Education for Ministry
Education for Ministry is a four-year program offered through the University of the South’s School of Theology for those who would like to better understand the history of the Judeo-Christian faith, the surroundings that helped shaped it and how the church and society have influenced each other over time.
As a student of EfM, you’ll learn methods of more fully incorporating your faith into your everyday life. The program imparts knowledge and confidence to your personal ministry, perhaps helping you to discover your call to service in the church and in the community.
St. Luke’s EfM is a “one room schoolhouse” where, in tandem, first year participants study the Old Testament, second year participants study the New Testament, third year participants study Church History and fourth year participants learn about 20th century theologians and philosophers. As fourth year participants graduate and new first year participants are welcomed aboard, the group is renewed and refreshed.
This is not a traditional “Bible Study” nor is it a lecture series. EfM is a safe place to discuss individual beliefs and to expand understanding of the Christian faith. There are no prerequisites. Reduced-rate tuition and partial scholarships are available. While it takes four years to complete, your commitment to EfM is given one year at a time.
My beautiful wife and I have entered into the mystery so to speak. The activity includes what for us has always been an effort to consciously enter into the mythology as well. Our first year will be an examination of the Old Testament and by the time we had completed the preface and introductory chapter, it became obvious to me that EfM was not to be a course teaching Episcopal beliefs nor orthodoxy.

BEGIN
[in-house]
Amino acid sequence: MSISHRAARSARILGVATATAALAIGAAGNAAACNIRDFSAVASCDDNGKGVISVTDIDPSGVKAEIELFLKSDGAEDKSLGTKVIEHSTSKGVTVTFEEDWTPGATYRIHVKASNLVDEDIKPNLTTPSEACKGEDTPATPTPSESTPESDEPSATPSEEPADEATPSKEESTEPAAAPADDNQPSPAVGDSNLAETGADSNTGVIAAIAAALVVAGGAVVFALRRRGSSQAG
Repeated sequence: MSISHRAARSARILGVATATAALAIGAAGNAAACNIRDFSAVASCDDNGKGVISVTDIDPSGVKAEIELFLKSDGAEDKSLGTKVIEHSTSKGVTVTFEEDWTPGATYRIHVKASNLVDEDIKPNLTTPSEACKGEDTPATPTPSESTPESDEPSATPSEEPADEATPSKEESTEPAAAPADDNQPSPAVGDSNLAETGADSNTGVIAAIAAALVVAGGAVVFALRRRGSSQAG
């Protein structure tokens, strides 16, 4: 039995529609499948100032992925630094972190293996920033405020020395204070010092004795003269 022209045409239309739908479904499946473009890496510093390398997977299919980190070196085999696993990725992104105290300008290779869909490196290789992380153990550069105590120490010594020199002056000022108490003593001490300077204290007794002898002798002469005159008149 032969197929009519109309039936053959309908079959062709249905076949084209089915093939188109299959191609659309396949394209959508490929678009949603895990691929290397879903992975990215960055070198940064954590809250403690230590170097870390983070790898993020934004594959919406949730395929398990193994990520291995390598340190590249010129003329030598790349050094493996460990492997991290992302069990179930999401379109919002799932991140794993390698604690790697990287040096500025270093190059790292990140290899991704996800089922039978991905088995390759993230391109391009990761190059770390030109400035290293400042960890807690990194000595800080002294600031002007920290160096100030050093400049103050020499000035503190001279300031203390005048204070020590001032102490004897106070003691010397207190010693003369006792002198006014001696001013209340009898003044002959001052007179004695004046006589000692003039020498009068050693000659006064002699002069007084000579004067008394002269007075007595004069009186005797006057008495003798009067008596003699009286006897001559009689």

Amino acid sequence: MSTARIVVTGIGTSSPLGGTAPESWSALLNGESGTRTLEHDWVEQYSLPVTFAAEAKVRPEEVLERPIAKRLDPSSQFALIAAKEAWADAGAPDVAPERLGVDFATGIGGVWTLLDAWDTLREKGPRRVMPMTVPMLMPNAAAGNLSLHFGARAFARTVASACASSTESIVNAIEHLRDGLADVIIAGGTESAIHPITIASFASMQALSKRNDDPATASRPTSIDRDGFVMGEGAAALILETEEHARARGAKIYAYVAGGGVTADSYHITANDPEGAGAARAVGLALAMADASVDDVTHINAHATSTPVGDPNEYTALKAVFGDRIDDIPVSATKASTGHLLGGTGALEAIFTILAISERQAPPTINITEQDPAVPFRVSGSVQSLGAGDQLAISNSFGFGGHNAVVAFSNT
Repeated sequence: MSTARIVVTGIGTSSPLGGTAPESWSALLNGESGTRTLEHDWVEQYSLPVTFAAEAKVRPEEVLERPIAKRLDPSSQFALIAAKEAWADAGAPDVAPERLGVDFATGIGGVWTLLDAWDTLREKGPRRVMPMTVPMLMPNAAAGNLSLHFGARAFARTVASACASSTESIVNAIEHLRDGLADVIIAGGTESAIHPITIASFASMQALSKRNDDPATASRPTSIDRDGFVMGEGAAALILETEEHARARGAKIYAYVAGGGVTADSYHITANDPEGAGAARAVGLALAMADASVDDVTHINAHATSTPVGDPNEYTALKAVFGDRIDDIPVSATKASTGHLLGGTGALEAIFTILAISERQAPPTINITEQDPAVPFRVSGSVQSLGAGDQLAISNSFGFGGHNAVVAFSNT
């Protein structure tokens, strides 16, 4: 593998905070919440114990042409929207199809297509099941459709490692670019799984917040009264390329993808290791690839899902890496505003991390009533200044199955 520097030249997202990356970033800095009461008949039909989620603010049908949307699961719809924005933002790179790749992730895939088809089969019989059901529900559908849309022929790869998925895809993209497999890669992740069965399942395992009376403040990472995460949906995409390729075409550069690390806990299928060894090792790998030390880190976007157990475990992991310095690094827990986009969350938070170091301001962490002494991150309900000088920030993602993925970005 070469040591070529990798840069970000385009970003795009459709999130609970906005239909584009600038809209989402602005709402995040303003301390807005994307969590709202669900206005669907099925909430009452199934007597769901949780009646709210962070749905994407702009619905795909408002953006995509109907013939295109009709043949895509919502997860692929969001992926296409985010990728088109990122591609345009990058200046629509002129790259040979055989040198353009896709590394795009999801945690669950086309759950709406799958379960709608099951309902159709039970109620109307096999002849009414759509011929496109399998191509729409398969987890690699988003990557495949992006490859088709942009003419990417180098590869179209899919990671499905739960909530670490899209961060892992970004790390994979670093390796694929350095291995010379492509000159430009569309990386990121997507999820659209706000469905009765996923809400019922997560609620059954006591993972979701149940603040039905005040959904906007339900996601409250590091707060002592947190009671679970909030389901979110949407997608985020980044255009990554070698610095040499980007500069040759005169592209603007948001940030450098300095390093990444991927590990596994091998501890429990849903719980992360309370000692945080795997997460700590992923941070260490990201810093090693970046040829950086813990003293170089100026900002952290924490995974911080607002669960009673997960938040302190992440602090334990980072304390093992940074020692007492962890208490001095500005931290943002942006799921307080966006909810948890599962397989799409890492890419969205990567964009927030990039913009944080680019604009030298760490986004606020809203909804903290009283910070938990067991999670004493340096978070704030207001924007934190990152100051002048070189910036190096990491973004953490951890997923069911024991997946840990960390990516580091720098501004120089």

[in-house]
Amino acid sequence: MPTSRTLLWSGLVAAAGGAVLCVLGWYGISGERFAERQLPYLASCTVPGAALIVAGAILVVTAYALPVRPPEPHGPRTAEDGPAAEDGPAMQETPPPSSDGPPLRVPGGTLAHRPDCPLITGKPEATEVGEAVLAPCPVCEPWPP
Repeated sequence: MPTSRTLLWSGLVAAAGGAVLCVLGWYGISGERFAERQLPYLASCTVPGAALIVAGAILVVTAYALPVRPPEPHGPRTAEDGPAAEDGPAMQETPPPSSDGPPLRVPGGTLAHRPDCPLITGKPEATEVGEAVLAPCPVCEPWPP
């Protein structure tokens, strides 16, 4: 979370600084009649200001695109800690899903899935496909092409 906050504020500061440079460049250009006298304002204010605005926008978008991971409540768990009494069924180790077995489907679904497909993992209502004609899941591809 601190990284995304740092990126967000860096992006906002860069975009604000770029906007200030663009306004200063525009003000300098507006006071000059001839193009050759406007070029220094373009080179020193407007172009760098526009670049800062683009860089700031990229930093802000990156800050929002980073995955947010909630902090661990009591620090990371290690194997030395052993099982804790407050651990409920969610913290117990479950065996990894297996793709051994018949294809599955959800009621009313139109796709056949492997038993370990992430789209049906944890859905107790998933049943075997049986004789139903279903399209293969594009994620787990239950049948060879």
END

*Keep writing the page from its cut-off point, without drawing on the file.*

EfM seems to be what it purports:
Some expect EfM to be a course in religion or theology, like
one that might be taught at their local college or university.
Some expect it to be geared toward preparation for becoming an ordained minister or pastor, for such is the limited understanding of ministers in contemporary culture.
EfM actually is neither of these, although it does provide an education in the content of the Christian tradition through reading the Bible alongside some basic biblical commentary, church history, and practical introductions to Christian theology and ethics, as well as through encouraging an appreciation for ways in which Christians respond to encounters with those of other faiths.
EfM also explores a wider concept of ministry, based as it is in an understanding that baptism, the fundamental rite of entry into Christianity, marks our call to minister to one another in Christ’s name in the course of our daily lives.
At its heart EfM is a program in practical theology, that is, a program
based in a set of five core practices that form and support us in the various
ministries to which we are called.
The early reading was essentially academic and involved a neutral survey of what is known about the earliest times in Mesopotamia, the various cultural mythologies and how they served to inform what became the Jewish story of identity and origin. Treated as mythology first and foremost, we found ourselves immediately freed from having to consciously force a belief in a supernatural cause and effect for the emergence of Old Testament theology beginning with a godhead that was neither supernatural nor divine in the usual sense of such concepts.